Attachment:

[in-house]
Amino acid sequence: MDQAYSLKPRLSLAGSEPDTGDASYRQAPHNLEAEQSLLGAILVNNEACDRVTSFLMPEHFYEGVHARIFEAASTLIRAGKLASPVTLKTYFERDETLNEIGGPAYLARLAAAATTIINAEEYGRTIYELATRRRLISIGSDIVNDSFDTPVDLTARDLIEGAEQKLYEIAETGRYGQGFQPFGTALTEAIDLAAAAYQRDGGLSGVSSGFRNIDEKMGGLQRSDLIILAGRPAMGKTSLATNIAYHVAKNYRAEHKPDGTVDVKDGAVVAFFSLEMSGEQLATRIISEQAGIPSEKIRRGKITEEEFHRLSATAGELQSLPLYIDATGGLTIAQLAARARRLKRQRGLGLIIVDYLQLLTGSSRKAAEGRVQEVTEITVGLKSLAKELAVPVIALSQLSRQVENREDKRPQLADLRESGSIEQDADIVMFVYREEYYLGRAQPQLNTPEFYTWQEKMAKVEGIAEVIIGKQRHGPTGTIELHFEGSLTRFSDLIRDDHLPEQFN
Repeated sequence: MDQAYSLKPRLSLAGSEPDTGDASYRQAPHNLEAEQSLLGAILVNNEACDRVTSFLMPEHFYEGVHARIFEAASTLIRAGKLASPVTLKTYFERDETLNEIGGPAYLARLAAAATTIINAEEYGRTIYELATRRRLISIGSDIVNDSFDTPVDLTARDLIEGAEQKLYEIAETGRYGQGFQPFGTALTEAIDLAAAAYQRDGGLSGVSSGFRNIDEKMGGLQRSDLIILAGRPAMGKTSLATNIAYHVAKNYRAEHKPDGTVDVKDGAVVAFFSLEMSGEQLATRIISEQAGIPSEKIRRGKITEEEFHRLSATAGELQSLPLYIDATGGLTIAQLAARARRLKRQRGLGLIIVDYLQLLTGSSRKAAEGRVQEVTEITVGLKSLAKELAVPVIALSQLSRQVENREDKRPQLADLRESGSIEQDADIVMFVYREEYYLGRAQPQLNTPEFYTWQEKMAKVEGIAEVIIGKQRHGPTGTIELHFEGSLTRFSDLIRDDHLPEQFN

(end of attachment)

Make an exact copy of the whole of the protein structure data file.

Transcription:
[in-house]
Amino acid sequence: MDQAYSLKPRLSLAGSEPDTGDASYRQAPHNLEAEQSLLGAILVNNEACDRVTSFLMPEHFYEGVHARIFEAASTLIRAGKLASPVTLKTYFERDETLNEIGGPAYLARLAAAATTIINAEEYGRTIYELATRRRLISIGSDIVNDSFDTPVDLTARDLIEGAEQKLYEIAETGRYGQGFQPFGTALTEAIDLAAAAYQRDGGLSGVSSGFRNIDEKMGGLQRSDLIILAGRPAMGKTSLATNIAYHVAKNYRAEHKPDGTVDVKDGAVVAFFSLEMSGEQLATRIISEQAGIPSEKIRRGKITEEEFHRLSATAGELQSLPLYIDATGGLTIAQLAARARRLKRQRGLGLIIVDYLQLLTGSSRKAAEGRVQEVTEITVGLKSLAKELAVPVIALSQLSRQVENREDKRPQLADLRESGSIEQDADIVMFVYREEYYLGRAQPQLNTPEFYTWQEKMAKVEGIAEVIIGKQRHGPTGTIELHFEGSLTRFSDLIRDDHLPEQFN
Repeated sequence: MDQAYSLKPRLSLAGSEPDTGDASYRQAPHNLEAEQSLLGAILVNNEACDRVTSFLMPEHFYEGVHARIFEAASTLIRAGKLASPVTLKTYFERDETLNEIGGPAYLARLAAAATTIINAEEYGRTIYELATRRRLISIGSDIVNDSFDTPVDLTARDLIEGAEQKLYEIAETGRYGQGFQPFGTALTEAIDLAAAAYQRDGGLSGVSSGFRNIDEKMGGLQRSDLIILAGRPAMGKTSLATNIAYHVAKNYRAEHKPDGTVDVKDGAVVAFFSLEMSGEQLATRIISEQAGIPSEKIRRGKITEEEFHRLSATAGELQSLPLYIDATGGLTIAQLAARARRLKRQRGLGLIIVDYLQLLTGSSRKAAEGRVQEVTEITVGLKSLAKELAVPVIALSQLSRQVENREDKRPQLADLRESGSIEQDADIVMFVYREEYYLGRAQPQLNTPEFYTWQEKMAKVEGIAEVIIGKQRHGPTGTIELHFEGSLTRFSDLIRDDHLPEQFN